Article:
– Help and Shelter
International Women’s Day 2009 finds us in a time of national and global financial crises and when the incidence of violence in Guyana, especially domestic violence, is not diminishing.
In a statement to mark the day, which is being observed tomorrow, Help & Shelter cited the recent murders of Nekecia Rouse, Alexis George, Deborah Allen and Latoya Conway Woolford, which have brought into sharp focus the intensity of domestic violence in our country, although we have had a Domestic Violence Act (DVA) since 1996.
Despite the progress made in educating the public and in providing services for victims of abuse, the increase in the numbers of murders demonstrates the need for more work to be done in a number of areas, the organisation said. It included among these, the streamlining of police responses to first reports of domestic violence and continuous public education programmes on the availability of services, including legal options such as the DVA.
It referred to a survey on gender-based violence it conducted on the West Coast Demerara in 2008, in which out of 42 persons interviewed, only 2 (or 5%) knew how the DVA worked. This lack of knowledge on the part of most Guyanese goes some way to explaining why the DVA is not more used, it explained.
These and other strategies are described in the 2008 Guyana National Policy on Domestic Violence, and Help & Shelter expressed concern about the apparent lack of urgency in the full and effective implementation of this policy.
The domestic violence policy is intended to embrace a multi-sectoral approach, which requires accountability by various ministries and agencies on progress being made. Specific roles have been identified for the Ministries of Health, Education and Amerindian Affairs and the Guyana Police Force, in addition to the Ministry of Labour, Human Services & Social Security (MLHSS). Public education campaigns continue to be carried out by various agencies but a lack of adequate systems to ensure that domestic violence matters be effectively dealt with early and without avoiding escalation continues to be the norm. In addition, a consistent approach to domestic violence responses across Guyana is not yet sufficiently in place.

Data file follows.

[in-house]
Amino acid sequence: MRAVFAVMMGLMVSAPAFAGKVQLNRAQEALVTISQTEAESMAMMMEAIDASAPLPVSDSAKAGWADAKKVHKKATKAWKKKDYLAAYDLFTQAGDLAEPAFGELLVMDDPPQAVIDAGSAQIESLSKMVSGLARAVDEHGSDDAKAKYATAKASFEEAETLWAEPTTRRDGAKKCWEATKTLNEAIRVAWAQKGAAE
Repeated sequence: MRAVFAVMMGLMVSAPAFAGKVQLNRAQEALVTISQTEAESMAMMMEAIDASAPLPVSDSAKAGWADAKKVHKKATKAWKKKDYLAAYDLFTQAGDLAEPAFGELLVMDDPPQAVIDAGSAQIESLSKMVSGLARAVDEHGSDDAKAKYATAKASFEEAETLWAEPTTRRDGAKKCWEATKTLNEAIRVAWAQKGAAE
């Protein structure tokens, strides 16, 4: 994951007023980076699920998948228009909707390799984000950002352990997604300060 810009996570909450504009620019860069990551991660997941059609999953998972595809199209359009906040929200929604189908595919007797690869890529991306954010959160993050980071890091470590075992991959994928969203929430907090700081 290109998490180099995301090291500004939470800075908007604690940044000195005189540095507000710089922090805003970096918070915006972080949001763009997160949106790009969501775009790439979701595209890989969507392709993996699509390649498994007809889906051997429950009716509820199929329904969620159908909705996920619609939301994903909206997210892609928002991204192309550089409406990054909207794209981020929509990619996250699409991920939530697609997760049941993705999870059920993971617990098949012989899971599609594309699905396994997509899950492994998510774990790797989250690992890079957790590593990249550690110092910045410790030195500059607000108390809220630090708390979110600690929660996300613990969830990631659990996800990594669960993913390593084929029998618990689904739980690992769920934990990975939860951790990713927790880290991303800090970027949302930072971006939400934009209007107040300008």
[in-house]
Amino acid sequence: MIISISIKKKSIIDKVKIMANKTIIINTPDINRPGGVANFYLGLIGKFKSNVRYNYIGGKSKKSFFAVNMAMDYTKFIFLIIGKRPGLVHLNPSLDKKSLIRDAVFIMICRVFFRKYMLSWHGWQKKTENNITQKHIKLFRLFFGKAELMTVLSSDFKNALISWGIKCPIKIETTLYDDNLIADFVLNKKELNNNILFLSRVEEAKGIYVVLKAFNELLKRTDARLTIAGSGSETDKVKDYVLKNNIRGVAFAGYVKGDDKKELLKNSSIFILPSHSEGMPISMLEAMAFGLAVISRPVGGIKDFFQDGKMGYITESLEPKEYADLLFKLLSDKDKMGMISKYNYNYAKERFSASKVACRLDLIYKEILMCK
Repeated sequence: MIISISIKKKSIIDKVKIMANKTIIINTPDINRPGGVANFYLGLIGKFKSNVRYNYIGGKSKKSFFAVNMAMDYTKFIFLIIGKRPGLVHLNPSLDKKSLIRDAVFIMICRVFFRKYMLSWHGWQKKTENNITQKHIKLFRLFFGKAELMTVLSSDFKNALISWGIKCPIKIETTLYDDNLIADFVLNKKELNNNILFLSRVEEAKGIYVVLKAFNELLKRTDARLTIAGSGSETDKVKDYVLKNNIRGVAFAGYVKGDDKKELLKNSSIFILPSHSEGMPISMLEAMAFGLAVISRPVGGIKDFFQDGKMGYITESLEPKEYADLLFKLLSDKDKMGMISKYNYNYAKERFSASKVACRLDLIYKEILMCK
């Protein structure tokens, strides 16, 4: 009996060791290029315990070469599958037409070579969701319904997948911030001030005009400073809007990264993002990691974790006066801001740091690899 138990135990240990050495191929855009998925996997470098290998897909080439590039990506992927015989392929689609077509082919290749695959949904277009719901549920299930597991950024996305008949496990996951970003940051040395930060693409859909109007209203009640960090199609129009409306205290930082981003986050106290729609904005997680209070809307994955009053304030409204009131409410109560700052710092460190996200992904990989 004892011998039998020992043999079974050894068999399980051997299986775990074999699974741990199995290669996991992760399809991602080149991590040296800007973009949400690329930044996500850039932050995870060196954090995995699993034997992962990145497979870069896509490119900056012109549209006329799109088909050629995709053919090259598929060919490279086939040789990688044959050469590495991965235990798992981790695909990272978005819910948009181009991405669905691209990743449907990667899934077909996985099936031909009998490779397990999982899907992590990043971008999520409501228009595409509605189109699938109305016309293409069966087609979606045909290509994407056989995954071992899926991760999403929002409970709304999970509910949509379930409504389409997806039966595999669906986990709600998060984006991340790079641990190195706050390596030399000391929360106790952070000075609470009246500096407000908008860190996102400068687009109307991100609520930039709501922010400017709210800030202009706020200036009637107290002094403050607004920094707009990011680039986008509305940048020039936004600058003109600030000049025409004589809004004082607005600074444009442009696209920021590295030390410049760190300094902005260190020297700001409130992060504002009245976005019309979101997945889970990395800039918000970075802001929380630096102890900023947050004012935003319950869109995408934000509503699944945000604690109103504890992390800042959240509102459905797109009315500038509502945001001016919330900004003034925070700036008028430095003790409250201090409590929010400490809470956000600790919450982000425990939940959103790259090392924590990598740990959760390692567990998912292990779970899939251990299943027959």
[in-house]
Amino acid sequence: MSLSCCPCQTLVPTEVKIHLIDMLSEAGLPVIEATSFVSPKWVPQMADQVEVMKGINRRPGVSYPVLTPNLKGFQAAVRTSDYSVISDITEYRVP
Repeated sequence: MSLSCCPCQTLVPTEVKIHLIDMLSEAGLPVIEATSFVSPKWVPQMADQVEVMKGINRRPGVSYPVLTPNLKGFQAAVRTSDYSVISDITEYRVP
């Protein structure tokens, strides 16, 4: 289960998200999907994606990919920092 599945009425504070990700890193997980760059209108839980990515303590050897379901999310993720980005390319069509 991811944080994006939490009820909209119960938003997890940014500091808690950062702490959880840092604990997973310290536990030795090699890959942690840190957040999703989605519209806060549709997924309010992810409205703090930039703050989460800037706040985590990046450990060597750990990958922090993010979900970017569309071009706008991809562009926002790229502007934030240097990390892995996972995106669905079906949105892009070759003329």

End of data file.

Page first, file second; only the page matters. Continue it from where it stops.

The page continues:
The implementation of this policy is to be supervised through a competent and adequately resourced National Oversight Committee. A committee has been constituted but has only met once, the statement noted. The policy also encourages each administrative region to set up within the regional and local government systems domestic violence committees that will be tasked with the responsibility of initiating and monitoring strategies, activities and support services. Such committees are yet to been established, even though at a UNICEF/MLHSSS workshop held in 2008, specific recommendations were made as to their composition and functioning, including the merging of such committees with local committees for the prevention of sexual violence that are to be established under the new sexual offences legislation.
Help & Shelter said it wished to remind the government of the various consultations on the policy that were held with stakeholders and the recommendations that came from those meetings to support policy implementation.
Help & Shelter also called on the government and parliament to ensure that the Sexual Offences Bill is speedily enacted. Every day that passes without an adequate legal framework, young girls and boys who are subjected to the most horrendous acts of rape and sexual abuse are deprived of vital legal protection, services and support.
Help & Shelter also saluted the thousands of women in Guyana who continue to work tirelessly in the support and defence of their children, families and our nation and urged that everyone intensify efforts for the elimination of all forms of violence in our country.